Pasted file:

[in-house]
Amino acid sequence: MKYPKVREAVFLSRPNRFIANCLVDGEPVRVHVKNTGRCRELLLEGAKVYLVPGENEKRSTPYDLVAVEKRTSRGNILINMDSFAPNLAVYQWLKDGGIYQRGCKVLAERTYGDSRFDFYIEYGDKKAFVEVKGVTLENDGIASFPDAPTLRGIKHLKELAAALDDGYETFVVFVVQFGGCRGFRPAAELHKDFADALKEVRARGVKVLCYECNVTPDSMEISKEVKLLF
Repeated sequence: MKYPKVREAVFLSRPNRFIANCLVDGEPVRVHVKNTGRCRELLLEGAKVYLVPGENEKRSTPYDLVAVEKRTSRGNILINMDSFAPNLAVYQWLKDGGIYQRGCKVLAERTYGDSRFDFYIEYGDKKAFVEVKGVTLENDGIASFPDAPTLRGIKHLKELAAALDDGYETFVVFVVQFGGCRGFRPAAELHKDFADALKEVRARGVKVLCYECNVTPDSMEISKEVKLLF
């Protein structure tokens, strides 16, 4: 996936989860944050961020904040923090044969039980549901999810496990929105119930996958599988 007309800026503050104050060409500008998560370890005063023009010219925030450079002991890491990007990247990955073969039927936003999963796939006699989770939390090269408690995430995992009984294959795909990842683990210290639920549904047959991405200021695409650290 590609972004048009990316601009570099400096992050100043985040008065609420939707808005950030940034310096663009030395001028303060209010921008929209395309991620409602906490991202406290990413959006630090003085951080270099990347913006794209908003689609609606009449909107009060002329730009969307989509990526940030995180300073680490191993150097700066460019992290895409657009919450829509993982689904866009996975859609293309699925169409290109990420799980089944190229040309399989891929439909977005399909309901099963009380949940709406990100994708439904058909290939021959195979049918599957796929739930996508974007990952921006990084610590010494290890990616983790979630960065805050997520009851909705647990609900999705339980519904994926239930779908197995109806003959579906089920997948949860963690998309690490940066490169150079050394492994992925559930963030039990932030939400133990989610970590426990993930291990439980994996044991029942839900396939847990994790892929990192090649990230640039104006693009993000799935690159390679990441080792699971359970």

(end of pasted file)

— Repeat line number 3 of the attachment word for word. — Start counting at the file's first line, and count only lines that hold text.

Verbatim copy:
Repeated sequence: MKYPKVREAVFLSRPNRFIANCLVDGEPVRVHVKNTGRCRELLLEGAKVYLVPGENEKRSTPYDLVAVEKRTSRGNILINMDSFAPNLAVYQWLKDGGIYQRGCKVLAERTYGDSRFDFYIEYGDKKAFVEVKGVTLENDGIASFPDAPTLRGIKHLKELAAALDDGYETFVVFVVQFGGCRGFRPAAELHKDFADALKEVRARGVKVLCYECNVTPDSMEISKEVKLLF